Simple sewing projects: DIY pencil skirt

I love wearing skirts. Better yet, I love wearing skirts that I’ve made myself. Some people might argue that this kind of sewing project is complicated, but it’s actually quite simple. With this article, I hope to convince you to try it yourself.

To me, the skirt is one of the most feminine garments. They are infinitely stylish, infinitely elegant. In fact, skirts are thought to emphasize a woman’s figure more than pants or jeans. Skirts show off all our curves, whereas jeans supposedly hide the female figure. Right?

Wrong! The skirt is a woman’s most figure-flattering garment, but not because it necessarily shows everything. We already know that jeans treacherously emphasize our bodies’ imperfections and reveal the lumps, bumps, and bulges that skirts skim over gracefully. With the help of a well-chosen skirt, we can divert attention from our problem areas. Throw on a high-waisted circle skirt and you won’t find a lump in sight!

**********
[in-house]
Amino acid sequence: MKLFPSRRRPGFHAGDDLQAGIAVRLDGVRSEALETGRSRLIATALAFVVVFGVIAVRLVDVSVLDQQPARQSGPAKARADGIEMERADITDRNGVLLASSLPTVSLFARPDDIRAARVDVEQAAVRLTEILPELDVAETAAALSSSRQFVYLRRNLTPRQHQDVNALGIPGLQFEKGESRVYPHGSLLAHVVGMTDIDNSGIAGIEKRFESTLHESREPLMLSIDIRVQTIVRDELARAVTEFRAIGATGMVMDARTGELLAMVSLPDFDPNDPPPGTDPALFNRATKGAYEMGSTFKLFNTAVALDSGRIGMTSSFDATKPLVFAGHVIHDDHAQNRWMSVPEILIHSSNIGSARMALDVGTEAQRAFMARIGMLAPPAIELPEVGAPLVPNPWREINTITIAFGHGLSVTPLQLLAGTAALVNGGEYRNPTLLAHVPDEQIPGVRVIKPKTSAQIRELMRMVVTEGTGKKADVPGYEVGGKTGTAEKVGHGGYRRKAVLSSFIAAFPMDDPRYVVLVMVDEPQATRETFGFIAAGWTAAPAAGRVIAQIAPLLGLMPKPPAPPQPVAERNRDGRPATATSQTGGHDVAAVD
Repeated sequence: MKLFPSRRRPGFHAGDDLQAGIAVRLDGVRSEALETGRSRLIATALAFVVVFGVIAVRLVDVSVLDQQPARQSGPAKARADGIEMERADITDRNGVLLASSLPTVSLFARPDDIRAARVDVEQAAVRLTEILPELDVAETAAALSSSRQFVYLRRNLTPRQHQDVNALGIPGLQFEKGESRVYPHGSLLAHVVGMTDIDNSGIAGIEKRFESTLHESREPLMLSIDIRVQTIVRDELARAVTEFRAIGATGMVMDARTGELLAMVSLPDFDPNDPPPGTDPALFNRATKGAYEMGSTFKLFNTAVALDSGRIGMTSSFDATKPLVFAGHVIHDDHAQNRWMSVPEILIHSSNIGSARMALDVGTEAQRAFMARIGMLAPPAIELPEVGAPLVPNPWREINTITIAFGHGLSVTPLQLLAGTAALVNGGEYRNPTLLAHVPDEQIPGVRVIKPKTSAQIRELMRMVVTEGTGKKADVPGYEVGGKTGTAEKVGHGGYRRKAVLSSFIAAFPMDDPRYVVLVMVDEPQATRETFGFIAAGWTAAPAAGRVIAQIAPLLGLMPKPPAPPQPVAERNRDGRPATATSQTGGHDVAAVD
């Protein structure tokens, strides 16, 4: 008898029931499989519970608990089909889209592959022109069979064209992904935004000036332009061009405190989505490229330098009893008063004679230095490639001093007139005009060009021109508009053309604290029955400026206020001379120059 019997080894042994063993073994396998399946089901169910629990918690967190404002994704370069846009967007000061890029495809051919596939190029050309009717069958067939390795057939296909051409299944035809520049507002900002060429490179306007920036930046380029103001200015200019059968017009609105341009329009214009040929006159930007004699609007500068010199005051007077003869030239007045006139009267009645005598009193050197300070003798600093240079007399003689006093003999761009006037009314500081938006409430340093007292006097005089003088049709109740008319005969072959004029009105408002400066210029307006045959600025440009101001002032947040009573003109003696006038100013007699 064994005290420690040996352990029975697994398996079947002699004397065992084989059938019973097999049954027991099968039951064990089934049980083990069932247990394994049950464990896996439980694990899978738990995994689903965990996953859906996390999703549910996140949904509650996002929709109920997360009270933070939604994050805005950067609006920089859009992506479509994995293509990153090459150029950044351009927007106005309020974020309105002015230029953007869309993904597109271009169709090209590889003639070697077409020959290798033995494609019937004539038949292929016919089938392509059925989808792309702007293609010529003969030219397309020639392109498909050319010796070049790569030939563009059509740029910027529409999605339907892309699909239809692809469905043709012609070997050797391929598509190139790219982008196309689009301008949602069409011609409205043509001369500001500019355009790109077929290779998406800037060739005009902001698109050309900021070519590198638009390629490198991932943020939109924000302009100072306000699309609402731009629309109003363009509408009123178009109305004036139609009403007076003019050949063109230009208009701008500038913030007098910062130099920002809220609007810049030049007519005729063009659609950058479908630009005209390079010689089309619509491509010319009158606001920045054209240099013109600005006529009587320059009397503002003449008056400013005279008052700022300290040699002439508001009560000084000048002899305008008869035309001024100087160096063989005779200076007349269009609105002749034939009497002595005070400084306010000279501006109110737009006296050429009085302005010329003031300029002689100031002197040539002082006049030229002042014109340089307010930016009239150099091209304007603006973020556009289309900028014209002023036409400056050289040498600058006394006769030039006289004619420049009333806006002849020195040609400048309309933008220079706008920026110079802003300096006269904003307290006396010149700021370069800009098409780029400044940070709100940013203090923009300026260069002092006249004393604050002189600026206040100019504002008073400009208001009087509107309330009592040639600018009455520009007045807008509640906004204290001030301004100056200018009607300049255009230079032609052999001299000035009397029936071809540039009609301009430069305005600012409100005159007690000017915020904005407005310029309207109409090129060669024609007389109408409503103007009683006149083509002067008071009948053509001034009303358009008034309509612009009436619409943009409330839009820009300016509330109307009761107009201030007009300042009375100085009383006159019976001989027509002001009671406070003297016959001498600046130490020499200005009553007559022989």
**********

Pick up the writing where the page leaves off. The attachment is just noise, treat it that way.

On the other hand, an ill-fitting skirt can look terrible. For a skirt to look nice, you have to choose the right style as with everything else you wear.

Choosing a skirt today is not so simple, because skirts’ styles vary enormously. You have pencil skirts and tulip skirts, asymmetrical skirts and a-line skirts, gypsy and mermaid, pleated and paneled, tube and wrap, etc.  One just needs to be knowledgeable about all of these options.